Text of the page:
More on the survey including coordinates and contact details can be found in Marine Notice No 63 of 2021, a PDF of which is available to download below.

Published in News Update

Installation of the Havhingsten fibre optic telecommunication cable system is planned from Monday 23 August until Thursday 23 September in the Irish Sea outside of the Irish 12-nautical-mile zone.

Works within 12 nautical miles of Ireland’s mainland are planned from December 2021 subject to weather and operational conditions.

There will also be associated rock placement operations post-cable installation at four locations within the western Irish Sea and these works are expected in between October and December, weather permitting.

The entire cable system will comprise marine elements that pass from Denmark to the UK (NE region), and from the UK (NW) to Ireland, with two segments installed into landfalls on the Isle of Man. The cable route for the western Irish Sea region lands at Loughshinny in north Co Dublin.

Installation will be via industry standard burial tools including water jetting and ploughing. Target cable burial depth is 1.5m below seabed level in the region.

It is anticipated that installation operations in UK/Irish waters will occupy up to a maximum 500m width (250m either side of cable). The cable itself will occupy only 40mm of the seabed. Expected speed of installation will be approximately 17km per day.

Works will be conducted by the cable installation vessel CS Recorder (callsign MATL3) which will operate 24 hours a day and will display appropriate day shapes and lights during reduced visibility and night operations.

All vessels operating within its vicinity are requested to keep their distance, and pass at minimum speed to reduce vessel wash.

Full details, including coordinates for the work areas and rock armour placements, are included in Marine Notice No 45 of 2021 which can be downloaded below.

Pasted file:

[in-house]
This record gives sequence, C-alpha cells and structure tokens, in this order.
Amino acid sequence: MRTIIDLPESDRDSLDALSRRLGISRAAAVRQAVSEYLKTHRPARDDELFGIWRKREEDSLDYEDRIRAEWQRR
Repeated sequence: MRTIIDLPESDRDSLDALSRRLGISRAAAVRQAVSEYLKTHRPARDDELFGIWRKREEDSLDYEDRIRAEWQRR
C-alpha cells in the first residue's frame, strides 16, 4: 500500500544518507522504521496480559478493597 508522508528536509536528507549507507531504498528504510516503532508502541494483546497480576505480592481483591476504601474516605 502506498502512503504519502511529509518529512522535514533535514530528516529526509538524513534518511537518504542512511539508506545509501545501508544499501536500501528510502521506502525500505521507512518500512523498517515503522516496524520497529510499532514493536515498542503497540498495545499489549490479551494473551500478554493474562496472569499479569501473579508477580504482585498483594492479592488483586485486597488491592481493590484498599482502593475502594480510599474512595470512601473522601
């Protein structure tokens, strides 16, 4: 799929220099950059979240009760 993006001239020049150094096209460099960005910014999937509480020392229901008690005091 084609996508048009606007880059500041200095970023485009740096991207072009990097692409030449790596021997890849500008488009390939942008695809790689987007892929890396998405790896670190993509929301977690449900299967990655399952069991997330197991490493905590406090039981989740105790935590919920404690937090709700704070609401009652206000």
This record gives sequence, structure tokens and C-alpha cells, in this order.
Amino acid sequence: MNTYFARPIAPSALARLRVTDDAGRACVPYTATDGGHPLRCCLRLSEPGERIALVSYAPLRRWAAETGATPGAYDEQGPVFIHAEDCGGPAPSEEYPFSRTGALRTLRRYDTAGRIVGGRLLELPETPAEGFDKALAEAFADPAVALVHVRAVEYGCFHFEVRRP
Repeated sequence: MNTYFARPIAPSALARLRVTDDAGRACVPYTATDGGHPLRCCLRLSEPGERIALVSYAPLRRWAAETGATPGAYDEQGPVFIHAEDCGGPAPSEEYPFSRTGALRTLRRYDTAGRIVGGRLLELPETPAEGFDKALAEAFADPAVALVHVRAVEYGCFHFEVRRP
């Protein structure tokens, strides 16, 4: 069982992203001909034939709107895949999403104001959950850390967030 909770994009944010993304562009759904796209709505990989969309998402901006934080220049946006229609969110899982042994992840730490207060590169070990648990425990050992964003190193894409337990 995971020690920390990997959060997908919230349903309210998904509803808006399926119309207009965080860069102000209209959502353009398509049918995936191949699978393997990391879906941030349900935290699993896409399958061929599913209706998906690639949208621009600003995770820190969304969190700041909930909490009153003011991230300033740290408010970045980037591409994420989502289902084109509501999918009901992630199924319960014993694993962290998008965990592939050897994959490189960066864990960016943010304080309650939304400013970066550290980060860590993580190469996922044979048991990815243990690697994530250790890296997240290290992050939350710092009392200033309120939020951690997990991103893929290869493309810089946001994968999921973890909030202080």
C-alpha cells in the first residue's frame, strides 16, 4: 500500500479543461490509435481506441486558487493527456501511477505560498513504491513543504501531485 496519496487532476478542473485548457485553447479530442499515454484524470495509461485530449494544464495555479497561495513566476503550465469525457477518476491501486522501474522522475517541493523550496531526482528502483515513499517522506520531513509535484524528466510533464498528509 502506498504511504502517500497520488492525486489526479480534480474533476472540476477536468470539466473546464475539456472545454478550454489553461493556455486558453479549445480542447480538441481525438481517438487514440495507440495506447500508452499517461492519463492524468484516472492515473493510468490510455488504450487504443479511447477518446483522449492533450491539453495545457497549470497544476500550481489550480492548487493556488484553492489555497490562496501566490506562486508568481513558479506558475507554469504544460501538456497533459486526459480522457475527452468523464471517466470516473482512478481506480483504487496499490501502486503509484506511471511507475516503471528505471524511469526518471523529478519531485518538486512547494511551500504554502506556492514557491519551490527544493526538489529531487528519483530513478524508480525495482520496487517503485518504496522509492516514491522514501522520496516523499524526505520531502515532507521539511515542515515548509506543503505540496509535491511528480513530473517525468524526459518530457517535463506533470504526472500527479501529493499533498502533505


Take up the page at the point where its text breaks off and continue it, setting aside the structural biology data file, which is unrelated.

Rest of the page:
Published in News Update

At a distance of 50-miles, a tunnel under the Irish Sea, connecting Wales and Ireland has been suggested UK Secretary of State for Transport Grant Shapps.

In an interview with the Financial Times, Shapps suggested a tunnel between Wales and Ireland as an alternative to Prime Minister Boris Johnson's scheme to link Scotland with Northern Ireland.

When questioned on the idea of linking Northern Ireland with mainland Britain, he said: "Why not?"

The Daily Express reported that the tunnel could be from Holyhead to Dublin and had been previously been priced at £15bn. It would be twice as long as the Channel Tunnel linking Kent and France (see other story on Irish Ferries). 

In the Sunday Times, Political Editor Tim Shipman reported that a feasibility study could be launched in the next few weeks.

NorthWalesLive has more on this story.

Published in Dublin Bay
Tagged under

Following the recent notice of geophysical surveys for the Codling Wind Park comes news of a series of geotechnical surveys in the Irish Sea off Wicklow for the project set to commence tomorrow, Monday 26 April.

Works to characterise the wind park area will be conducted until Saturday 26 June, weather permitting, from the LB Jill (callsign WDH 6208) on a 24-hour basis. The vessel will display appropriate lights and shapes.

As the LB Jill will be restricted in ability to manoeuvre, all vessels operating within the work area are requested to keep their distance, maintaining a safety zone around the geotechnical investigation vessel, and pass at minimum speed to reduce vessel wash.

Further details including coordinates for the survey works are included in Marine Notice No 28 of 2021, which can be downloaded below.

Published in Coastal Notes

The Department of Transport has been advised that Codling Wind Park Limited intend to conduct a series of geophysical surveys in the Irish Sea off Dublin and Wicklow from Wednesday 14 April to Wednesday 26 May, weather permitting.

This work is intended to provide options for export cable routes to possible landfall options in the areas of Poolbeg, Dun Laoghaire, Greystones and Wicklow.

A total of two vessels will be working on the project. Arctic Ocean (callsign OZGP2) will undertake geophysical operations to characterise the export cable sites (weather permitting). Survey operations will be conducted on a 24-hour basis.

Meanwhile, Faraday (callsign MJZX5) will undertake geophysical operations (weather permitting). Survey operations will be conducted on a 12-hour basis.

Throughout survey operations, the vessels will be displaying the appropriate lights and shapes. As both vessels will be towing survey equipment, they will also require large turning circles and will be restricted in their ability to manoeuvre.

All vessels operating within the work area are requested to keep their distance, maintaining at least the 500m safety zone around the survey vessel and pass at minimum speed to reduce vessel wash.

Further details including coordinated and contacts are included in Marine Notice No 21 of 2021, a PDF of which can be downloaded below.

Published in Coastal Notes

Two ex-presidents of the UK’s Institution of Civil Engineers (ICE) have been tasked with carrying out a study on the feasibility of an Irish Sea crossing between Britain and Northern Ireland.